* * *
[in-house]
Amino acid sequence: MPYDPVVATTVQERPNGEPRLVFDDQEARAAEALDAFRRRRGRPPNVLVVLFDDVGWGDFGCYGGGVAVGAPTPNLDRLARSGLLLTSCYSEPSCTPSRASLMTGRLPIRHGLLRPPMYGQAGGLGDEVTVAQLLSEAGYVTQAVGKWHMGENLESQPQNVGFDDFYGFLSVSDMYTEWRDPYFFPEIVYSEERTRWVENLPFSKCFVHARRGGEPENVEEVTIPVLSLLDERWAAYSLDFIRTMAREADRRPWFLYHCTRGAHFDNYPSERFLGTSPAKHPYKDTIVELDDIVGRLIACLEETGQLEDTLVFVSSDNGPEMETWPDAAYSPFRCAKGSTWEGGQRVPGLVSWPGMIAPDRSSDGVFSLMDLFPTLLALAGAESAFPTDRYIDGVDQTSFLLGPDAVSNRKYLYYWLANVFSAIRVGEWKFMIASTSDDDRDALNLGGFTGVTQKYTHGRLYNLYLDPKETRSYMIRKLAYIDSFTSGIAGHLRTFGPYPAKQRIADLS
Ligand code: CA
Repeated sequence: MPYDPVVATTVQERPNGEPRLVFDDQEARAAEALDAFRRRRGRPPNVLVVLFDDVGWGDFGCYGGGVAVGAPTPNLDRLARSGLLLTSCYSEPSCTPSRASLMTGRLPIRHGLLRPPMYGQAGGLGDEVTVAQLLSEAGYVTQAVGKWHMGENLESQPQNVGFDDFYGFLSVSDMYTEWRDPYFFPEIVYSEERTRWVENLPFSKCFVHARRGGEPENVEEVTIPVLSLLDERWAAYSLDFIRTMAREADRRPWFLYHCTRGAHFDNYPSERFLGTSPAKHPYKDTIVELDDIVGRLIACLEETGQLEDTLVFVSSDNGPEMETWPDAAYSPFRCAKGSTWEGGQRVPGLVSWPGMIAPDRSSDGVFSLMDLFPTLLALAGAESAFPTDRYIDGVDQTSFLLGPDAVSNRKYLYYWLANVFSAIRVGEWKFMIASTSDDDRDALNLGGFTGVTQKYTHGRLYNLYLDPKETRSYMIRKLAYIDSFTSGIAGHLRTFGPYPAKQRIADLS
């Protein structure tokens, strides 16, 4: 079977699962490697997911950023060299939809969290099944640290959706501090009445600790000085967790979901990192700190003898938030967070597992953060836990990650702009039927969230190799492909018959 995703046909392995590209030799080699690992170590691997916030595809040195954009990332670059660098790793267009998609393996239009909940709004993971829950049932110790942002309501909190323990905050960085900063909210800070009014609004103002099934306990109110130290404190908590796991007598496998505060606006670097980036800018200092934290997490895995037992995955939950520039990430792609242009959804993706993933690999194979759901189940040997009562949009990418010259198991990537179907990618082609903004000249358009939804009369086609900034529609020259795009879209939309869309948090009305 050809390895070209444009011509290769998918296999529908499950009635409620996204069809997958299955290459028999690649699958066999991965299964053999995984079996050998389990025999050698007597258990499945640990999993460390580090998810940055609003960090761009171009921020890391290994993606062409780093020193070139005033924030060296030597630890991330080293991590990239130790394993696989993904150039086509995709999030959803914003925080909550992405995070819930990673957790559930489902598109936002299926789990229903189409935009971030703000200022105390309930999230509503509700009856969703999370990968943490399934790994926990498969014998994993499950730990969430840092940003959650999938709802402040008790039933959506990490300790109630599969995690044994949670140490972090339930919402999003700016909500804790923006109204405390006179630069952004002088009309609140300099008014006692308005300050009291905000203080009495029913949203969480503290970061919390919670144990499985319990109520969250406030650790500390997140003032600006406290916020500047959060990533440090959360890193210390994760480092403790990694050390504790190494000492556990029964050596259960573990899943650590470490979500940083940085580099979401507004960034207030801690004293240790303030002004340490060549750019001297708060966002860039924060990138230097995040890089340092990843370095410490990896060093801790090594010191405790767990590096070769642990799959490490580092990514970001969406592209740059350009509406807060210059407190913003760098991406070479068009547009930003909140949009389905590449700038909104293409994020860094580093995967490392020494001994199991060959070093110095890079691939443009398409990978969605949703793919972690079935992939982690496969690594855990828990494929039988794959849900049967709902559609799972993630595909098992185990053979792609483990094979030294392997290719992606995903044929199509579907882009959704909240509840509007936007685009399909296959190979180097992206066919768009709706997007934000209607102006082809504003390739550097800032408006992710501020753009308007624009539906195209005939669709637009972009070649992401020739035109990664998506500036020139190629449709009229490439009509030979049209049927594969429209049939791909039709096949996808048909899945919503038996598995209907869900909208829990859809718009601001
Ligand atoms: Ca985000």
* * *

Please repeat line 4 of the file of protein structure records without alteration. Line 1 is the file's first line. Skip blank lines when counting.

Repeated sequence: MPYDPVVATTVQERPNGEPRLVFDDQEARAAEALDAFRRRRGRPPNVLVVLFDDVGWGDFGCYGGGVAVGAPTPNLDRLARSGLLLTSCYSEPSCTPSRASLMTGRLPIRHGLLRPPMYGQAGGLGDEVTVAQLLSEAGYVTQAVGKWHMGENLESQPQNVGFDDFYGFLSVSDMYTEWRDPYFFPEIVYSEERTRWVENLPFSKCFVHARRGGEPENVEEVTIPVLSLLDERWAAYSLDFIRTMAREADRRPWFLYHCTRGAHFDNYPSERFLGTSPAKHPYKDTIVELDDIVGRLIACLEETGQLEDTLVFVSSDNGPEMETWPDAAYSPFRCAKGSTWEGGQRVPGLVSWPGMIAPDRSSDGVFSLMDLFPTLLALAGAESAFPTDRYIDGVDQTSFLLGPDAVSNRKYLYYWLANVFSAIRVGEWKFMIASTSDDDRDALNLGGFTGVTQKYTHGRLYNLYLDPKETRSYMIRKLAYIDSFTSGIAGHLRTFGPYPAKQRIADLS